This is a review article onthe current status of thinking about ‘cloaking devices’. Rather interesting and some of itpromising.
The potential for actual cloaking is probably better thanone would think since it is plausible to design an object in such a way as to possiblyhide tell tales. One could do that todaywithout an actual cloaking device. A cloakingdevice could expand possibilities though.
It is worth the read, even if we suspect that this is allgoing nowhere anytime soon.
Introductory Summary of Invisibility, Metamaterials andTransformative Optics
JANUARY 11, 2011
llustration of the idea of a "Pendry cloak". Light raysilluminating the cloak are bent around the central region and allowed tocontinue on their original path. Figure from BBC News.
In 1988, a mathematician named Nachman provided a rigorous proof that invisibleobjects do not exist: if one shines enough light on an object from enoughdirections, it will be detectable.
Nachman's theorem, though rigorous, had two big "loopholes" in itthat were overlooked by researchers of the time but were caught by the 2006researchers. Leonhardt correctly noted that Nachman's theorem only precludedperfectly invisible objects; a cloak that is 99.9% invisible, however, mightvery well be possible. Pendry, Schurig and Smith observed that Nachman'stheorem only applies to isotropic materials, in which light travels at the samespeed regardless of its direction and polarization. Anisotropic materials, suchas calcite crystals, behave differently depending on the nature of the lighttraveling through them, and give rise to phenomena such as double refraction.
The Pendry, Schurig and Smith cloak is an anisotropic cloak, and not subject toNachman's impossibility theorem. In 2007, other researchers showed through morerigorous calculations that this design is, in principle, perfectly invisible.
A few points are worth making about these early cloaks.
1. They require the fabrication of materials with a wide range of refractiveindices and spatial variations that are not found in nature. The constructionof a cloak that would work for visible light therefore requires the use ofso-called metamaterials, materials that derive their properties frommodification of their structure on the scale of a billionth of a meter. As itstands, nobody really knows how to make such materials reliably andefficiently.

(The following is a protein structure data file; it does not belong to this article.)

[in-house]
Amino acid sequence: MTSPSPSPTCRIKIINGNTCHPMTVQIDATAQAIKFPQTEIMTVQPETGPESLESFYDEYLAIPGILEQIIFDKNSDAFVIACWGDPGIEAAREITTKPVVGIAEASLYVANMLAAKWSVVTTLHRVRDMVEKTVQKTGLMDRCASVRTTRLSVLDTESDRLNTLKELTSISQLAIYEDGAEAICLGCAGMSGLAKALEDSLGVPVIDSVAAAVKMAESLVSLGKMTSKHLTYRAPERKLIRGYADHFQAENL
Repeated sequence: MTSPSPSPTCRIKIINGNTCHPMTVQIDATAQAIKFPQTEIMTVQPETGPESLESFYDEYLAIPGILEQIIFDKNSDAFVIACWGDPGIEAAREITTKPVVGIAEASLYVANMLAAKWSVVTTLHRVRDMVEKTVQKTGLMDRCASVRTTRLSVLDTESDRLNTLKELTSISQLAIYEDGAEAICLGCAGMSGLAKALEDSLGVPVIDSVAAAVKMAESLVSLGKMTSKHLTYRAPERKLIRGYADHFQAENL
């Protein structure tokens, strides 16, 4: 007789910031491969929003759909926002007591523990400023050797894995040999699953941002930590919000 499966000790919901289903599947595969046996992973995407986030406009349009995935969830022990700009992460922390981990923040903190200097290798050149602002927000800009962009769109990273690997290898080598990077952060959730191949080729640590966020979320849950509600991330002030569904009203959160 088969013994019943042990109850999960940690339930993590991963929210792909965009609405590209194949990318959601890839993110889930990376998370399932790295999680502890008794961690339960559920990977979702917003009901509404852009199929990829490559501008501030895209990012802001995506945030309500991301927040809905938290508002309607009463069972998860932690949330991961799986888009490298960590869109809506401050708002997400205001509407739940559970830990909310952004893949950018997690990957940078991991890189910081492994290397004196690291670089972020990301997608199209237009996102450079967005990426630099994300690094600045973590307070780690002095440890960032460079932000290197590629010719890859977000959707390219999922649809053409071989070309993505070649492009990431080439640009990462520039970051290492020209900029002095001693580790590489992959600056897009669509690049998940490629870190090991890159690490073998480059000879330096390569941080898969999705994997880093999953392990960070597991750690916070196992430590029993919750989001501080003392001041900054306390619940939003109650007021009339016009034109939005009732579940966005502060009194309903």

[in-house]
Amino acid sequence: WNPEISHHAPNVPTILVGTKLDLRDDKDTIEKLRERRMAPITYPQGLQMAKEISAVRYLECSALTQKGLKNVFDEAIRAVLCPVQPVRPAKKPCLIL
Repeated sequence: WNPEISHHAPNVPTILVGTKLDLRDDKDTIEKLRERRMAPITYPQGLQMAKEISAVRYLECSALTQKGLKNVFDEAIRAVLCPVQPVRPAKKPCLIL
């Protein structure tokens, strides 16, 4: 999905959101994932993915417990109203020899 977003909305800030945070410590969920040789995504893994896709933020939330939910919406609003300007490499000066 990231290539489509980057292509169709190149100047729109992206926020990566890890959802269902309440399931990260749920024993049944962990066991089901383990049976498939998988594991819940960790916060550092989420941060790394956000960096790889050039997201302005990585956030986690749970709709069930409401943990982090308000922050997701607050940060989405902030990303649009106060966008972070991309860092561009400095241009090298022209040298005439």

2. These cloaks work only for a single wavelength (color) of light, or a small range ofcolors. Note: There is work to expand the rangse. Looking at the image of thePendry cloak, light that intersects the middle of the cloak has to travelfarther than light that hits the edge of the cloak. If the cloak is designed tomake all of the light "synch up" when it reemerges at one wavelength,it will in general not be synched at another wavelength; there is no goodsolution to this problem as yet either.
3. The behavior of light inside these cloaks is in many ways analogous to thebehavior of light in a gravitational field under Einstein's general theory of relativity. A new subfield of optics knownas transformation optics has been developed that applies the mathematical toolsof general relativity to design new cloaks and other unusualoptical devices.
So what other kind of optical devices have been imagined? It seems that it ispossible to make light do almost anything these days -- at least theoretically
In June of 2009, however, Alu and Engheta proposed a technique for cloaking asensor that allows the sensor to detect, but not to be seen. Idea behind"cloaking a sensor". The light scattered by the cloak is out of phasewith the light scattered by the sensor, resulting in a partial cancellation ofthe total field scattered by the object.
The existence of metamaterial invisibility devices implies that we can alsoconstruct a cloak that makes one object look like a completely differentobject. This is potentially more useful than a true invisibility cloak: animperfectly invisible object would likely draw much more attention than animperfectly imaged mundane object. A group of researchers in